Glenn Muffih of Babanki, Cameroon, chose to get a degree in business from Southern Arkansas University. Now in the SAU M.B.A. program, he feels confident he will be able to use his education to make a difference in his home country.
“My goal is to work with the United Nations. I believe that way I can help a lot more people,” said Muffih. “I also hope to take care of the family business in Cameroon.”
Muffih’s father owns a credit union that has recently been authorized to become a bank. He also owns a transit company and is the director of Cameroon Baptist Convention Health Services.
Muffih said his father was the first in the family to get a formal education.
“My grandfather had two wives and 26 children. With each wife he had 13 kids. The guy was fair,” said Muffih. “My dad had to strive, had to struggle. He had to trek six miles a day just to get an education, sometimes without having breakfast.”
Muffih said his father went to college in Boston. He passed on to Muffih family values and the idea that hard work pays. He led by example, too, as he took the Cameroon Baptist Convention Health Services organization from barely 100 workers when he started to now having around 3,000 workers.
When Muffih brought up the idea of also studying in the U.S., his father supported the decision but suggested he be mindful of climate. He said that SAU sounded good by what they found online, and the weather looked perfect.
Since he first arrived in 2010, he has not taken any part of his academics and his opportunity lightly.
“People are dying, striving to get this type of education,” said Muffih. “But some people here have it but they let it slip through their hands. It’s in front of them. It’s been chewed up and put in their mouth. And all they need to do is swallow, but they don’t even swallow.”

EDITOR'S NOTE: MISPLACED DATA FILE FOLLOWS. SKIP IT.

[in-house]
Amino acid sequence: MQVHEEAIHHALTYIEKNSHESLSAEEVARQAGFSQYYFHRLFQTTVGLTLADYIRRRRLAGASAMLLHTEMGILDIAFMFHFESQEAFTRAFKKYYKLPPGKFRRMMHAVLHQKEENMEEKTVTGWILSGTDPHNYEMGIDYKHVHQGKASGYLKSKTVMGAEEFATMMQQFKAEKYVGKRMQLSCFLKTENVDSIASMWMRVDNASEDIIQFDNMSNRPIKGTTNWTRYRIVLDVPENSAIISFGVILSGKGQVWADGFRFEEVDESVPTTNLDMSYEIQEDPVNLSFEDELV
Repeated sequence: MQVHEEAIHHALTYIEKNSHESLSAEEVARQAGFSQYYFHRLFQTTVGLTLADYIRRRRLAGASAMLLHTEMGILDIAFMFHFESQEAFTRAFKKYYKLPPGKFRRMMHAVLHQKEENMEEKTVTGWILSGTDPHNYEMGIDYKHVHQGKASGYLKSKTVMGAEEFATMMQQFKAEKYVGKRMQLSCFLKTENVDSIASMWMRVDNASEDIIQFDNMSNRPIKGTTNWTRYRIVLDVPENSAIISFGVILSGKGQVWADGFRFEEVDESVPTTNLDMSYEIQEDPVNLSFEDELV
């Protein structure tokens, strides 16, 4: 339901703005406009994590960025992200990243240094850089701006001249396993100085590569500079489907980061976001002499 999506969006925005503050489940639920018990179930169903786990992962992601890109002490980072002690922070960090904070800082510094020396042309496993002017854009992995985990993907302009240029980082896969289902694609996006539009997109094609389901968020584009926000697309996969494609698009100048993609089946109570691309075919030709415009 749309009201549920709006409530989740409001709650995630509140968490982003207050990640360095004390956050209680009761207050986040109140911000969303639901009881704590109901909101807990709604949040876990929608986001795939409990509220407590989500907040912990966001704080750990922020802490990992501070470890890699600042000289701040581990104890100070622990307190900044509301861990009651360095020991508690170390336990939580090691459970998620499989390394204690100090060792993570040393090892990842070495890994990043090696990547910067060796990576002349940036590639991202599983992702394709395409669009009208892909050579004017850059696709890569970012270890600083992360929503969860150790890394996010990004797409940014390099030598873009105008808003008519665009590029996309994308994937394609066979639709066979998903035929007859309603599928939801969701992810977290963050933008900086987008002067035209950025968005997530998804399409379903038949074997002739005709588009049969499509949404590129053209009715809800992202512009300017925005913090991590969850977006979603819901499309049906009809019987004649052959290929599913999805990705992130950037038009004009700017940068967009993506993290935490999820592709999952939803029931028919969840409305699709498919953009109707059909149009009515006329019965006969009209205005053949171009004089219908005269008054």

Muffih said that a big part of why he continued at SAU to work toward a Master’s of Business Administration degree was that he befriended a fellow College of Business student in one of his first classes at SAU. He met Cameron Sumlin, a first-generation college student from Cullen, La. The two realized they were equally driven to make the most of their education, so they became study partners and close friends.
“We’ve spent countless hours in the library studying. It was nothing for us to get out of class at three and stay until after midnight. Then wake up at 6 a.m. to get an A on the test,” said Sumlin.
Like Muffih, Sumlin got a strong work ethic from his father at an early age.
“In kindergarten I could run a cash register. My dad sat me down on a stool and taught me how to count money,” said Sumlin.
Sumlin said his grandfather was a wealthy business owner at one point, but he died broke because of a lack of wealth management. His father grew up poor in a large family with nine siblings. But he now owns several successful businesses, including a grocery store.
“Even though my father is successful, he has encouraged me to continue my education,” said Sumlin.
Sumlin and Muffih graduated together with their undergraduate business degrees in May of 2013. Sumlin earned summa cum laude honors with a 4.0 GPA. They are now working toward their M.B.A. degrees, and neither has accumulated any debt related to their schooling.
“At SAU’s College of Business, we have a culture of building relationships. Faculty members truly care about students and engage them both in and outside of the classroom. As well, our small class sizes allow our students to interact and build life-long friendships. This welcoming environment creates opportunities for bright, hard-working students like Glenn and Cameron to thrive and succeed,” said Dean of the SAU College of Business Lisa Toms.